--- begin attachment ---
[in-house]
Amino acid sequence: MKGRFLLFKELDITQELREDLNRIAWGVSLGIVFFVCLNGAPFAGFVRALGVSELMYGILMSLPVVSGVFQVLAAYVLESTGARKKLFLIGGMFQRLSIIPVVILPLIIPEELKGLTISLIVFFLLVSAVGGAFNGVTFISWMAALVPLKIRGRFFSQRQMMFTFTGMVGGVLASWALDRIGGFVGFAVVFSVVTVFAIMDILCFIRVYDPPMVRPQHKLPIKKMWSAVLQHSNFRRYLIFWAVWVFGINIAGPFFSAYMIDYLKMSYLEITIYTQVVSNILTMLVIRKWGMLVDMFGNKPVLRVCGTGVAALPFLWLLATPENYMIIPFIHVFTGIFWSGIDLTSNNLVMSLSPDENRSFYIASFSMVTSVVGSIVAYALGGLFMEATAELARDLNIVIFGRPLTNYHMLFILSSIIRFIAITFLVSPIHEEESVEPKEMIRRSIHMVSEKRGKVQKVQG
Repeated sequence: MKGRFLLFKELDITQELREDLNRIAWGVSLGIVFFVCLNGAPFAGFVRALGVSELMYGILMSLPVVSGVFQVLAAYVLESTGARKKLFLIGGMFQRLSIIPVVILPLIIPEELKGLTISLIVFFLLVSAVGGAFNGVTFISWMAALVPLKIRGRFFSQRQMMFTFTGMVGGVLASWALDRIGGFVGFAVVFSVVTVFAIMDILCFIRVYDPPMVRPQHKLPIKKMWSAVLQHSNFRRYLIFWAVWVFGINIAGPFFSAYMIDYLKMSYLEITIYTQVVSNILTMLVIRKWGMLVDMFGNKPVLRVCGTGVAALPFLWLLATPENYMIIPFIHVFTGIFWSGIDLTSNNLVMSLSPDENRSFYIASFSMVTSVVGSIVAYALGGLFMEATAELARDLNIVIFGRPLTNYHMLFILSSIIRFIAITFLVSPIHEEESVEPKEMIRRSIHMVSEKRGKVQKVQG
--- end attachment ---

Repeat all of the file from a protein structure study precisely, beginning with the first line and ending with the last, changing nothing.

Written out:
[in-house]
Amino acid sequence: MKGRFLLFKELDITQELREDLNRIAWGVSLGIVFFVCLNGAPFAGFVRALGVSELMYGILMSLPVVSGVFQVLAAYVLESTGARKKLFLIGGMFQRLSIIPVVILPLIIPEELKGLTISLIVFFLLVSAVGGAFNGVTFISWMAALVPLKIRGRFFSQRQMMFTFTGMVGGVLASWALDRIGGFVGFAVVFSVVTVFAIMDILCFIRVYDPPMVRPQHKLPIKKMWSAVLQHSNFRRYLIFWAVWVFGINIAGPFFSAYMIDYLKMSYLEITIYTQVVSNILTMLVIRKWGMLVDMFGNKPVLRVCGTGVAALPFLWLLATPENYMIIPFIHVFTGIFWSGIDLTSNNLVMSLSPDENRSFYIASFSMVTSVVGSIVAYALGGLFMEATAELARDLNIVIFGRPLTNYHMLFILSSIIRFIAITFLVSPIHEEESVEPKEMIRRSIHMVSEKRGKVQKVQG
Repeated sequence: MKGRFLLFKELDITQELREDLNRIAWGVSLGIVFFVCLNGAPFAGFVRALGVSELMYGILMSLPVVSGVFQVLAAYVLESTGARKKLFLIGGMFQRLSIIPVVILPLIIPEELKGLTISLIVFFLLVSAVGGAFNGVTFISWMAALVPLKIRGRFFSQRQMMFTFTGMVGGVLASWALDRIGGFVGFAVVFSVVTVFAIMDILCFIRVYDPPMVRPQHKLPIKKMWSAVLQHSNFRRYLIFWAVWVFGINIAGPFFSAYMIDYLKMSYLEITIYTQVVSNILTMLVIRKWGMLVDMFGNKPVLRVCGTGVAALPFLWLLATPENYMIIPFIHVFTGIFWSGIDLTSNNLVMSLSPDENRSFYIASFSMVTSVVGSIVAYALGGLFMEATAELARDLNIVIFGRPLTNYHMLFILSSIIRFIAITFLVSPIHEEESVEPKEMIRRSIHMVSEKRGKVQKVQG